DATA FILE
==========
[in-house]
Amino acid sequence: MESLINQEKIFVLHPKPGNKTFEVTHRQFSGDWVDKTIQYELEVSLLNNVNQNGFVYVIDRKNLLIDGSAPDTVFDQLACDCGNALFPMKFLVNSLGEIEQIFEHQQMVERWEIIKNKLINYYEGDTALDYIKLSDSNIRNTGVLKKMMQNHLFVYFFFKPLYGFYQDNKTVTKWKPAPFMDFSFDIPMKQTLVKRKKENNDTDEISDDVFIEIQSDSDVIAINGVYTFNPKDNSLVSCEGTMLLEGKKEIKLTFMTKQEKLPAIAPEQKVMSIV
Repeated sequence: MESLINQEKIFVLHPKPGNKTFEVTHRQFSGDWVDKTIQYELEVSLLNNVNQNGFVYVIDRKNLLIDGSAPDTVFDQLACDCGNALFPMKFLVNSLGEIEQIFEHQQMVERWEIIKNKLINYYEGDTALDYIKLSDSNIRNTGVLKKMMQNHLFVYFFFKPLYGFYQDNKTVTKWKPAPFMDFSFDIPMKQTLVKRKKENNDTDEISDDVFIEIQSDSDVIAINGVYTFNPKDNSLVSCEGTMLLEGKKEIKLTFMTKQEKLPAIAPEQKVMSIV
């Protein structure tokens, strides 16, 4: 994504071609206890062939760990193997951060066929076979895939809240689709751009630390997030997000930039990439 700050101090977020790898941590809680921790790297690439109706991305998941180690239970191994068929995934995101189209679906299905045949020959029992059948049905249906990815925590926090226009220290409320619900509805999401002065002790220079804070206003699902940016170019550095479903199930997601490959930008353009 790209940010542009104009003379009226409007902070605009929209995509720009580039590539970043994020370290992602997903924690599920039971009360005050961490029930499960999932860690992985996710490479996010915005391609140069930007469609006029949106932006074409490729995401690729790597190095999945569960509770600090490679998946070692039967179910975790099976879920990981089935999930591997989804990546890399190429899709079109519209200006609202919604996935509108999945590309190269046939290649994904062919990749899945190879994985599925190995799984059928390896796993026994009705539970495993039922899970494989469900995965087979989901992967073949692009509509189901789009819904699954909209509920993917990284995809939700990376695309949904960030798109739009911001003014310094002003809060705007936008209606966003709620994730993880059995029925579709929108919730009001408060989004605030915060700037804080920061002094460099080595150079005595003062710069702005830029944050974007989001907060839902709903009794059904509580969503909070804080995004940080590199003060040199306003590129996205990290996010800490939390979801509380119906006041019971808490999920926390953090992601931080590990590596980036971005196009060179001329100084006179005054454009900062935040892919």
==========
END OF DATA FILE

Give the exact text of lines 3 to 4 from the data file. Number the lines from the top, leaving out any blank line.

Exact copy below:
Repeated sequence: MESLINQEKIFVLHPKPGNKTFEVTHRQFSGDWVDKTIQYELEVSLLNNVNQNGFVYVIDRKNLLIDGSAPDTVFDQLACDCGNALFPMKFLVNSLGEIEQIFEHQQMVERWEIIKNKLINYYEGDTALDYIKLSDSNIRNTGVLKKMMQNHLFVYFFFKPLYGFYQDNKTVTKWKPAPFMDFSFDIPMKQTLVKRKKENNDTDEISDDVFIEIQSDSDVIAINGVYTFNPKDNSLVSCEGTMLLEGKKEIKLTFMTKQEKLPAIAPEQKVMSIV
């Protein structure tokens, strides 16, 4: 994504071609206890062939760990193997951060066929076979895939809240689709751009630390997030997000930039990439 700050101090977020790898941590809680921790790297690439109706991305998941180690239970191994068929995934995101189209679906299905045949020959029992059948049905249906990815925590926090226009220290409320619900509805999401002065002790220079804070206003699902940016170019550095479903199930997601490959930008353009 790209940010542009104009003379009226409007902070605009929209995509720009580039590539970043994020370290992602997903924690599920039971009360005050961490029930499960999932860690992985996710490479996010915005391609140069930007469609006029949106932006074409490729995401690729790597190095999945569960509770600090490679998946070692039967179910975790099976879920990981089935999930591997989804990546890399190429899709079109519209200006609202919604996935509108999945590309190269046939290649994904062919990749899945190879994985599925190995799984059928390896796993026994009705539970495993039922899970494989469900995965087979989901992967073949692009509509189901789009819904699954909209509920993917990284995809939700990376695309949904960030798109739009911001003014310094002003809060705007936008209606966003709620994730993880059995029925579709929108919730009001408060989004605030915060700037804080920061002094460099080595150079005595003062710069702005830029944050974007989001907060839902709903009794059904509580969503909070804080995004940080590199003060040199306003590129996205990290996010800490939390979801509380119906006041019971808490999920926390953090992601931080590990590596980036971005196009060179001329100084006179005054454009900062935040892919």